From a people perspective, I think the main issue which we have seen is unlearning the old scales assimilating the new ones. The traditional RDBMS technologies, the SQL technologies, they have been the flag bearers of the IT revolution. They have done a great job doing that. They have shaped the mindset of an entire generation. When you talk to people even today of databases they think in terms of drawings, stored procedures, packages, so on and so forth. So at times it becomes hard to unlearn those skills and assimilate the new ones. That is one of the biggest challenges which we saw. And while you're trying to do that, you also need to keep a focus on process engineering. So if you have designed a certain set of processes which are there in your IT ecosystem to support your technology stack, you need to make sure that, when you are embracing these new technologies into your fold, your process match with these technologies, or these technologies fit in and blend into the fabric which you have built around.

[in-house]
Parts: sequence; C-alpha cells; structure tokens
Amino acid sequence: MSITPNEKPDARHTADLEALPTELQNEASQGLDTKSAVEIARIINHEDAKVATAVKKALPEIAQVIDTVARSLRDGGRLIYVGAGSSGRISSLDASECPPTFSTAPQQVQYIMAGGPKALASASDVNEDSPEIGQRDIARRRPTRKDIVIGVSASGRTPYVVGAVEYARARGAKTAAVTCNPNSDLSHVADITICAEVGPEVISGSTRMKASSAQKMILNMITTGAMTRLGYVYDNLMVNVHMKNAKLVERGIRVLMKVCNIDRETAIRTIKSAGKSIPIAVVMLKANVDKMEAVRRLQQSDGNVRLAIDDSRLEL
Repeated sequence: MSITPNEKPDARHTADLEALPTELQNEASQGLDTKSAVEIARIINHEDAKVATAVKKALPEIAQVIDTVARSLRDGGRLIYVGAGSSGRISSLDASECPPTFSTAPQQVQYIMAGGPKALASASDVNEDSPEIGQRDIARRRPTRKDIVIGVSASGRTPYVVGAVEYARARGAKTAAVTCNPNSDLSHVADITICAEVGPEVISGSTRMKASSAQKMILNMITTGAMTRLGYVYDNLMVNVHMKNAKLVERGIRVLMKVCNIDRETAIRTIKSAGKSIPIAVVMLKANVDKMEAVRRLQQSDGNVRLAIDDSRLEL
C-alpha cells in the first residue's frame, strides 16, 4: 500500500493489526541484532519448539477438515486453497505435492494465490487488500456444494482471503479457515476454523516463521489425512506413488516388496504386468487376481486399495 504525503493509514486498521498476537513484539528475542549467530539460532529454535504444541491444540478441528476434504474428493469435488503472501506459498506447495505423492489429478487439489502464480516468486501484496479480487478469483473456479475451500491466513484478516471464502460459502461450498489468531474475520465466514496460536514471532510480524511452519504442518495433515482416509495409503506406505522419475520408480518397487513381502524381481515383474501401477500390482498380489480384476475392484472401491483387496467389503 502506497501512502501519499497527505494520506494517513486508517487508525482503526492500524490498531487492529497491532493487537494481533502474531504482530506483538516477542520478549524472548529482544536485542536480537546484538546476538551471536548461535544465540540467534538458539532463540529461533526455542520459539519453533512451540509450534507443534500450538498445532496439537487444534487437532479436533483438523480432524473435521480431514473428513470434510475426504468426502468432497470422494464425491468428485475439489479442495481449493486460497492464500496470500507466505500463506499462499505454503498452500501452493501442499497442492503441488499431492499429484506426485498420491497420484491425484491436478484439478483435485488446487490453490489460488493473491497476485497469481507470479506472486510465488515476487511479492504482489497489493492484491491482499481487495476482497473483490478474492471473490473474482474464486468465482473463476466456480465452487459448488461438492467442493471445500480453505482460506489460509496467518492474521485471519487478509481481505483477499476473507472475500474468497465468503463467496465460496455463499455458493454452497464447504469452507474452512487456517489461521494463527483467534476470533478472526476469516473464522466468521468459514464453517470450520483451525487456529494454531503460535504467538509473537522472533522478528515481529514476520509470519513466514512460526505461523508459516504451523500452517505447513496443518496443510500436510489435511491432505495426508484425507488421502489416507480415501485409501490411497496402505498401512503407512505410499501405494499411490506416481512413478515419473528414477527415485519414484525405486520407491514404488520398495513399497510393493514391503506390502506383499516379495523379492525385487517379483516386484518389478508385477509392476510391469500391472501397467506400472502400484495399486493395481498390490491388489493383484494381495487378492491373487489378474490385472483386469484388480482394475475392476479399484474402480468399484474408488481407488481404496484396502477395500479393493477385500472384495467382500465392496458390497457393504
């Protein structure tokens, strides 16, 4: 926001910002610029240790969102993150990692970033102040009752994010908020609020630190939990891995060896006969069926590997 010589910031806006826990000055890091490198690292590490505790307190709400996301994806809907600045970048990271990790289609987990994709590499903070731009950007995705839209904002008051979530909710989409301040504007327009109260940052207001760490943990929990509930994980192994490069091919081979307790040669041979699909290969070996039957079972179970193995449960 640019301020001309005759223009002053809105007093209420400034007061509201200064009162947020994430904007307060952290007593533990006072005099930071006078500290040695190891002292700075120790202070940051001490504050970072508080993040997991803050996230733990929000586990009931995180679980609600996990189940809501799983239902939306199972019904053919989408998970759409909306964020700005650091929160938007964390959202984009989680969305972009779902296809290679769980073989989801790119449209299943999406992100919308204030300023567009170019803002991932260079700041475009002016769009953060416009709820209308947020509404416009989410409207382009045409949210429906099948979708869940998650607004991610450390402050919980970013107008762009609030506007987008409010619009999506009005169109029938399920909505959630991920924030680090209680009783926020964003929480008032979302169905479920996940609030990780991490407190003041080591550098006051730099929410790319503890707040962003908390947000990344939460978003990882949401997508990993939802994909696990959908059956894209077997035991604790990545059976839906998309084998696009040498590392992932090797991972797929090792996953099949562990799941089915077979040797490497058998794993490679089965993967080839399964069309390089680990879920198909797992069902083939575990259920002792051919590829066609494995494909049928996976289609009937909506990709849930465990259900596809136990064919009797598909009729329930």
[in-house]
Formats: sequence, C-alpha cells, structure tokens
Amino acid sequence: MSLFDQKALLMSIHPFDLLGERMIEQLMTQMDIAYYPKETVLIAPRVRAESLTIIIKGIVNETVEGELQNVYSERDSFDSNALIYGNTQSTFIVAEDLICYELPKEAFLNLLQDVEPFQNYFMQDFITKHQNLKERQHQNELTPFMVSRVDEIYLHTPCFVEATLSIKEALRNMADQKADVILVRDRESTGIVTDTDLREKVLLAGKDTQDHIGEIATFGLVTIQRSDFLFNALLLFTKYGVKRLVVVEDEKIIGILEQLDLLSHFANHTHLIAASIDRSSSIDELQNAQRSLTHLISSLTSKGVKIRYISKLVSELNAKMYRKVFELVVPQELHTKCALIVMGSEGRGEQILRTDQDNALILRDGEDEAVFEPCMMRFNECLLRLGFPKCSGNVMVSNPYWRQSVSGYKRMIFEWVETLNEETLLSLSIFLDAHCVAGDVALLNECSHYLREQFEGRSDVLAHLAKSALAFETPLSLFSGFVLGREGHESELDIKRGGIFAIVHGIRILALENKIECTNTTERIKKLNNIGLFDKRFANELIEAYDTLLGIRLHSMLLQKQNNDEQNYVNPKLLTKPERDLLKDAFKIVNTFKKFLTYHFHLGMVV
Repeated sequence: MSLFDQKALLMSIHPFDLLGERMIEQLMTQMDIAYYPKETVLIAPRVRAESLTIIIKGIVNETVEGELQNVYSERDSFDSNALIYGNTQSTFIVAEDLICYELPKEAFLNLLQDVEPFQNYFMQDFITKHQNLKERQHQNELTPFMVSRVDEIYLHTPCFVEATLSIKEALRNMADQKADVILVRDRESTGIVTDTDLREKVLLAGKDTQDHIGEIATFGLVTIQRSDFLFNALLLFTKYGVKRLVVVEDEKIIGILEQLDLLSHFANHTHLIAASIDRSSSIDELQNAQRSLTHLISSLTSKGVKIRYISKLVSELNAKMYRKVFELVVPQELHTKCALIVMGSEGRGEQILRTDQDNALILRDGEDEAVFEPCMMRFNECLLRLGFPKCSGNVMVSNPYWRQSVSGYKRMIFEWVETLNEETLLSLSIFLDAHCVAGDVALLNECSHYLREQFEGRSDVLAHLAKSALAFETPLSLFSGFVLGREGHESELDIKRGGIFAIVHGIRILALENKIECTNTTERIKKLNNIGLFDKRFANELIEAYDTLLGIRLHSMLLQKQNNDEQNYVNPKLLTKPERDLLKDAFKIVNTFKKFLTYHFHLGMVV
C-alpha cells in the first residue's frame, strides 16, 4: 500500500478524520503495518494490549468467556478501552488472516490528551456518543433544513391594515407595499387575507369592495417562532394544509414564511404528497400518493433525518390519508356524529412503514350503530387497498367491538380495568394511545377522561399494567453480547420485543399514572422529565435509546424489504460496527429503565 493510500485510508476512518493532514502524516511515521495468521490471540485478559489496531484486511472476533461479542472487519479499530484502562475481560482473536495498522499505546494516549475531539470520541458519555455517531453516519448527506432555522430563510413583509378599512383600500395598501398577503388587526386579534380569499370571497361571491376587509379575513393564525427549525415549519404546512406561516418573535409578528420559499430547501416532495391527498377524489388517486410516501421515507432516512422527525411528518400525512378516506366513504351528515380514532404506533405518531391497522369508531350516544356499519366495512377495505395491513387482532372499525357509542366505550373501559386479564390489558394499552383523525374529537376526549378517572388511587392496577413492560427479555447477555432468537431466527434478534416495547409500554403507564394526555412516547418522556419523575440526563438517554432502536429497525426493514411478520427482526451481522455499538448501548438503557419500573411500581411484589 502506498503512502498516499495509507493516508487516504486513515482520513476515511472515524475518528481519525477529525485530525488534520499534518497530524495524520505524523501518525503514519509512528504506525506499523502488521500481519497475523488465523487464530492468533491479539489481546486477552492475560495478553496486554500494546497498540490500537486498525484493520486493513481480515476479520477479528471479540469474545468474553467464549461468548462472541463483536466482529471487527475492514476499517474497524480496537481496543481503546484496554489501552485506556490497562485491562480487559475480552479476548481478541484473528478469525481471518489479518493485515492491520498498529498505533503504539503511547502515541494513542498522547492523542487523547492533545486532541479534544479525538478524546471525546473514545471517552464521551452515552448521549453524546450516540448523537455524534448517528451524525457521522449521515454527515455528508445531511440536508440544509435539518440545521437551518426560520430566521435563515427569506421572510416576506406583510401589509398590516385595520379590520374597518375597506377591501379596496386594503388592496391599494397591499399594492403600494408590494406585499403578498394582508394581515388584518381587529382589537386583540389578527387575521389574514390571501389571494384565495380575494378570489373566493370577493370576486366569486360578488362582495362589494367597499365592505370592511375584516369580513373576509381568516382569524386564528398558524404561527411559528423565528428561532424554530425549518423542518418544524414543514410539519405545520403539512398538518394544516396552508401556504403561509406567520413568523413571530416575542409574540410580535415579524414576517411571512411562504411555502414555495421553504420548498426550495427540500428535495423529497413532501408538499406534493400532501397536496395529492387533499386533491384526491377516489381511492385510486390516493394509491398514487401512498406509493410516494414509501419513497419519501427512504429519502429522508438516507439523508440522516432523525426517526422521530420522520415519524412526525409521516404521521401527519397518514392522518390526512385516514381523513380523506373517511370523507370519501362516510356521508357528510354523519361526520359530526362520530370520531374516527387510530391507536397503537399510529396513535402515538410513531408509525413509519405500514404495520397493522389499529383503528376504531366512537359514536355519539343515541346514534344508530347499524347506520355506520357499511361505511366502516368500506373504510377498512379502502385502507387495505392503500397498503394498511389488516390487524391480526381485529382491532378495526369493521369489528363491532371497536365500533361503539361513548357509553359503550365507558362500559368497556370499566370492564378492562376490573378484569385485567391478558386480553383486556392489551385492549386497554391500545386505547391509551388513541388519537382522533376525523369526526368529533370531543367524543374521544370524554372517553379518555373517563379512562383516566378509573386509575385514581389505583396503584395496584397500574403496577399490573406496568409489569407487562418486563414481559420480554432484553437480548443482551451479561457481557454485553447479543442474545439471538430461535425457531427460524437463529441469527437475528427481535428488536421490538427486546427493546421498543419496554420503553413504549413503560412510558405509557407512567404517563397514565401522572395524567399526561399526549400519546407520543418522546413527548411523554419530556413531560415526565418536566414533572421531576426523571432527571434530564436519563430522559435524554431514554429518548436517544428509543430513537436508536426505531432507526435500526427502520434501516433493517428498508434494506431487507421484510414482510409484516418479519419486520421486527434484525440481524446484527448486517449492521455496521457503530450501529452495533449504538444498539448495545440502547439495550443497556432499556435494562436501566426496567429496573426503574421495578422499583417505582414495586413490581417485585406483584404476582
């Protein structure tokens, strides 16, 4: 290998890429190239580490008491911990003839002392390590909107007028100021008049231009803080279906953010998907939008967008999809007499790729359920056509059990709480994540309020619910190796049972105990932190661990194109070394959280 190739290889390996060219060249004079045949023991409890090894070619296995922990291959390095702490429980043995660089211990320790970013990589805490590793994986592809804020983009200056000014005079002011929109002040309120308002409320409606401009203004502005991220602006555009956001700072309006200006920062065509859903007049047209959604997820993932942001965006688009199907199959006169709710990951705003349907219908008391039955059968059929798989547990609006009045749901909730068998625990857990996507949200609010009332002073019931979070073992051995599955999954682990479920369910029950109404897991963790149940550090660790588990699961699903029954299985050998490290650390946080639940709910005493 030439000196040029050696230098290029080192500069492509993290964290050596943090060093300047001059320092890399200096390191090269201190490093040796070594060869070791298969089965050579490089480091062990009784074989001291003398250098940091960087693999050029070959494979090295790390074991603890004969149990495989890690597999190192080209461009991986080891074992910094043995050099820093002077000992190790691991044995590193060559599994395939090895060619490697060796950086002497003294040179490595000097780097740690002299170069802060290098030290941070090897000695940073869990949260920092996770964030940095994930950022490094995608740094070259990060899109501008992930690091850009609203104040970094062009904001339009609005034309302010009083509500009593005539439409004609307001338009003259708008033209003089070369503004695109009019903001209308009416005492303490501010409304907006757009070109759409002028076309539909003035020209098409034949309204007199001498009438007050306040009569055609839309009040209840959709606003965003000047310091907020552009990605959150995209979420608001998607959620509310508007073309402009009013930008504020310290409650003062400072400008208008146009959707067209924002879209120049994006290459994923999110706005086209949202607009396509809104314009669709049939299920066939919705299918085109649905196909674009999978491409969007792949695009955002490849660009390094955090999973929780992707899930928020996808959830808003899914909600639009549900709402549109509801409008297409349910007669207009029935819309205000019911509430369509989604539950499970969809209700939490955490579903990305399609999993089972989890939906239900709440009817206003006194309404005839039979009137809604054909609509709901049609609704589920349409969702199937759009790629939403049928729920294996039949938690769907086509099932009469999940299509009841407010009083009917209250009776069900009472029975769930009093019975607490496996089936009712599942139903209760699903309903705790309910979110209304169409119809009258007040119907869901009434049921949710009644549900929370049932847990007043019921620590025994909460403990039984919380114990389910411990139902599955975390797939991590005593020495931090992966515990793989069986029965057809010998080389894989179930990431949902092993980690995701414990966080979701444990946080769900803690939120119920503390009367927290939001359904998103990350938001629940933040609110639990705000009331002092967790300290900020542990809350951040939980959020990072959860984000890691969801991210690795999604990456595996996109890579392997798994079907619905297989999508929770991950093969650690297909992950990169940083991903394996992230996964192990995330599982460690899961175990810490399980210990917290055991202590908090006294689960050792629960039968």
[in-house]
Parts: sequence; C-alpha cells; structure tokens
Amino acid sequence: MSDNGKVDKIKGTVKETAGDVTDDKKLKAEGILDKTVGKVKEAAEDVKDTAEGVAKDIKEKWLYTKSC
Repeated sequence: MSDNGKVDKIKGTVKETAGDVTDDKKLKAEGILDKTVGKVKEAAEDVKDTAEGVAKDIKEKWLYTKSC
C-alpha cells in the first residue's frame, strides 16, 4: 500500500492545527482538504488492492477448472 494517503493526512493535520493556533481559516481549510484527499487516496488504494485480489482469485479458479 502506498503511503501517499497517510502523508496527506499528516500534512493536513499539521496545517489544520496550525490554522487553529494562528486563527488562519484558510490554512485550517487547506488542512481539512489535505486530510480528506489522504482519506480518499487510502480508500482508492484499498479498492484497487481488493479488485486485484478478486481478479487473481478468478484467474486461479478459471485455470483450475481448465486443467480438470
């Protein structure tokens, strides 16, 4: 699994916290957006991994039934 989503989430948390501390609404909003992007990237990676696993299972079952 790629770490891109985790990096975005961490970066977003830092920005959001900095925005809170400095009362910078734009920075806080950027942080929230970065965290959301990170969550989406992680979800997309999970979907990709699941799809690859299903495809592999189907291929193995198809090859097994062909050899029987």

So what are the future use cases, and where do we see Mongo headed at Verizon? Well, as you would see in the conference today, you might have read big data slash Hadoop is the buzzword these days. So Verizon has been a very early adopter of Hadoop. We have some of the biggest clusters, which are running which are growing at phenomenal volumes. And it will be very interesting to see that how we can couple Mongo and blend it into our Hadoop architecture.

The second POC which we are currently working on is for our online log management. So as you can think of it, Verizon has some huge servers, some huge clusters, and all of them generate a huge amount of log. And at times it becomes very costly and very expensive to store all of that information in a traditional RDBMS system. So we are looking at Mongo to be a potential replacement for that.